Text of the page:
The Centre for Policy Studies wants Britain to have a tax system that is simple, fair, and pro-growth. And although there have been some encouraging moves on tax policy in recent years – the corporation tax rate has gone down, the personal allowance has gone up, and savers have benefited from more generous ISAs – there is still a lot of work to be done.
We have an income tax system that is riddled with punitive marginal rates and perverse incentives that discourage work and enterprise. We have heavy property taxes that distort markets and contribute to a growing housing crisis. And we tax businesses in a way that does little to promote long-term investment. Above all, we have a tax burden that stands at its highest level in decades, and a tax code that is – at least by some measures – the longest in the world.
If we’re going to rise to the economic challenges of the 21st Century, this has to change. We need tax reform that puts more money in people’s pockets, and promotes robust, sustainable growth. At the Centre for Policy Studies, our aim is to design tax policies that meet these objectives in a practical, popular way – and which are rooted in our core principles of enterprise, opportunity, and ownership.
Our economic agenda is not confined to tax reform, however. Alongside projects looking at housing, welfare, and business policy, the Centre for Policy Studies is working on ideas to lower the cost of living – not through heavy-handed state intervention, but with reforms that make markets more competitive and ensure that consumer interests always come first.
The salience of this issue should not be underestimated. Our “New Generation” polling asked people what government could do to make their own lives better, and across the age spectrum, “do more to keep down the cost of living” was a clear winner. Those aged 18–24 ranked it just behind “more affordable housing”, and those over 65 put it second behind “better health service provision”. But every other age group made lower living costs their number one priority.
Finding realistic ways to make British life more affordable is therefore a central focus of the Centre for Policy Studies’ work.
The complexity, cost, and inflexibility of the pensions system, combined with widespread distrust of the pensions industry, is putting basic rate taxpayers off saving for their futures. Michael Johnson puts forward 5 reforms to turn the tide on Britain's saving habits.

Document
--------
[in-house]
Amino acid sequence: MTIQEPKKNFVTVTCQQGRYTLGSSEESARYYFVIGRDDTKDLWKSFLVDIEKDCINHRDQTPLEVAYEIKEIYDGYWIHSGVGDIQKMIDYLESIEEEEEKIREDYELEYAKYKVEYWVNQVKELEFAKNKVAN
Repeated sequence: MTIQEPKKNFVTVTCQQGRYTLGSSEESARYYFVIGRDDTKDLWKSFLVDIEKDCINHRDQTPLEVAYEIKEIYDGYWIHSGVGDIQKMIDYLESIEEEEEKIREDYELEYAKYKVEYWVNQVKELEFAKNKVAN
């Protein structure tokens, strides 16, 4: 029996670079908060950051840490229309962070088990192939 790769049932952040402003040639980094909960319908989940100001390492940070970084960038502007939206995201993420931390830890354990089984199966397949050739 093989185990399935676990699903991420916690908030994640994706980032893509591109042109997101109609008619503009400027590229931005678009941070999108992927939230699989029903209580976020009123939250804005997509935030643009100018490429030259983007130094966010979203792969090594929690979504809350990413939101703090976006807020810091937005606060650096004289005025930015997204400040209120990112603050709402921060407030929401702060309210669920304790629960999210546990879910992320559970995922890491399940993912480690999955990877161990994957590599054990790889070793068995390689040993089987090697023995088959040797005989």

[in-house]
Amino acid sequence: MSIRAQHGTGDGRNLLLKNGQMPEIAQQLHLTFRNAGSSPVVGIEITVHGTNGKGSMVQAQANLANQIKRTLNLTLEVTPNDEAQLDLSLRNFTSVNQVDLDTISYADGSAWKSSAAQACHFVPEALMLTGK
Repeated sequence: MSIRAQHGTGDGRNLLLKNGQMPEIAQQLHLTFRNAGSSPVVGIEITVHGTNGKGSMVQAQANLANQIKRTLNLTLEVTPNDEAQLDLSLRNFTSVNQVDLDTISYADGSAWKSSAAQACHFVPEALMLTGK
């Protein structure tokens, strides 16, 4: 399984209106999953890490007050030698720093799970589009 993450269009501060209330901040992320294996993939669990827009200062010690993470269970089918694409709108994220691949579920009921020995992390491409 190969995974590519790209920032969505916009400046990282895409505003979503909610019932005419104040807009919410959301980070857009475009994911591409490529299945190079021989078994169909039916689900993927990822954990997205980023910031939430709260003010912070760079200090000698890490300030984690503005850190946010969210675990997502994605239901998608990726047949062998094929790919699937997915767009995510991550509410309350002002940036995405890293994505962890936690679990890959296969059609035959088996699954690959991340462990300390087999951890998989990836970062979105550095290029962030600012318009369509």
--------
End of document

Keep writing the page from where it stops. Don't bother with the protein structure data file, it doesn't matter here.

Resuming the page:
Up-front deposits mean renters lose out on accruing interest on their money, which they can also struggle to get back. A deposit replacement insurance system would insure landlords against damage or missed rent while allowing tenants to avoid borrowing.
Royal Mail plans to offers its employees a Collective Defined Contribution (CDC) pensions scheme risk undermining recently-gained pensions freedoms and creating irreversible intergenerational injustice for members.
CPS cautions against increased NHS spending following analysis which shows that such extra spending has an alarming tendency to go hand in hand with greater waste.
Robert Colvile and Daniel Mahoney warn Philip Hammond not let recent economic figures tempt him into ending austerity, the Chancellor has no room for complacency.
Labour's nationalisation agenda could cost the government £176bn, or £6,500 for every household, concludes research by the Centre for Policy Studies.
The Chancellor's Autumn Budget was overshadowed by the GDP growth forecasts being revised down. Hammond did well to avoid a spending splurge but there was a disappointing lack of action of housing or productivity.
The British economy is beset by poor productivity - and it is about to start putting a real squeeze on growth. Its effects have been cushioned by high employment, but with few workers left to add to the Labour market, the only way to boost GDP is to improve productivity. With his deficit target under threat from productivity downgrades, the Budget represents the Chancellor's best chance to tackle the problem.
The Labour Party is wrong to argue against increasing mechanisation. It would impede productivity growth, depress wage growth, and encourage economic activity to relocate.
The Liberal Democrats insisted the triple lock for state pensions form part of the Coalition Agreement in 2010. Since then welfare spending on pensioners has gone up by 10% but down 5% for working households, driving young voters towards Labour.
The proposed changes to the tuition fees system could lead to higher write-offs and a financial time bomb for taxpayers, concludes a new report by Michael Johnson.
The election has brought into focus the issue of inter-generational fairness and Labour's solution is abolishing tuition fees. Daniel Mahoney argues that is regressive and benefits wealthy graduates most.
The early response to automatic enrolment has been positive but the government can still do more to encourage saving, especially for the young and the self-employed.
Recent calls to lift the public sector pay cap have been gaining traction but Mahoney and Knox argue this mustn't be funded through higher taxes or further borrowing.